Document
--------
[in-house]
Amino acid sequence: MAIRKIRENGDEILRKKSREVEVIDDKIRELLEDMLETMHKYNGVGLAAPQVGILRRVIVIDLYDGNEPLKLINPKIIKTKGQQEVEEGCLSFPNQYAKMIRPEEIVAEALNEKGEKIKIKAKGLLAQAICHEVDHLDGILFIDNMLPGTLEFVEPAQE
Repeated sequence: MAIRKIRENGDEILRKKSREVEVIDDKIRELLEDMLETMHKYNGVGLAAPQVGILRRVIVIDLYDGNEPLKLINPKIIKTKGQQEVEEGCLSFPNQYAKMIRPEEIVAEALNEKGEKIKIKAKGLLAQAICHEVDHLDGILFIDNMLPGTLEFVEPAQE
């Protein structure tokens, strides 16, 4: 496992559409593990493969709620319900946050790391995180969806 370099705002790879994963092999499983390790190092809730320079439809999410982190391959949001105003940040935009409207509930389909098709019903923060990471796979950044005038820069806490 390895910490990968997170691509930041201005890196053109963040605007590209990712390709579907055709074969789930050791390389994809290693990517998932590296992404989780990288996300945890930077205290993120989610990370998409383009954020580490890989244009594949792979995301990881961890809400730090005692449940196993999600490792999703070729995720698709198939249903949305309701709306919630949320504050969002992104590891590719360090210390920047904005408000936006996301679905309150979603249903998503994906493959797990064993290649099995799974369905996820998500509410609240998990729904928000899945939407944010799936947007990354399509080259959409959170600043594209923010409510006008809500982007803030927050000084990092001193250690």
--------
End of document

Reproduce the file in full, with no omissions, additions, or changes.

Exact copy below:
[in-house]
Amino acid sequence: MAIRKIRENGDEILRKKSREVEVIDDKIRELLEDMLETMHKYNGVGLAAPQVGILRRVIVIDLYDGNEPLKLINPKIIKTKGQQEVEEGCLSFPNQYAKMIRPEEIVAEALNEKGEKIKIKAKGLLAQAICHEVDHLDGILFIDNMLPGTLEFVEPAQE
Repeated sequence: MAIRKIRENGDEILRKKSREVEVIDDKIRELLEDMLETMHKYNGVGLAAPQVGILRRVIVIDLYDGNEPLKLINPKIIKTKGQQEVEEGCLSFPNQYAKMIRPEEIVAEALNEKGEKIKIKAKGLLAQAICHEVDHLDGILFIDNMLPGTLEFVEPAQE
């Protein structure tokens, strides 16, 4: 496992559409593990493969709620319900946050790391995180969806 370099705002790879994963092999499983390790190092809730320079439809999410982190391959949001105003940040935009409207509930389909098709019903923060990471796979950044005038820069806490 390895910490990968997170691509930041201005890196053109963040605007590209990712390709579907055709074969789930050791390389994809290693990517998932590296992404989780990288996300945890930077205290993120989610990370998409383009954020580490890989244009594949792979995301990881961890809400730090005692449940196993999600490792999703070729995720698709198939249903949305309701709306919630949320504050969002992104590891590719360090210390920047904005408000936006996301679905309150979603249903998503994906493959797990064993290649099995799974369905996820998500509410609240998990729904928000899945939407944010799936947007990354399509080259959409959170600043594209923010409510006008809500982007803030927050000084990092001193250690």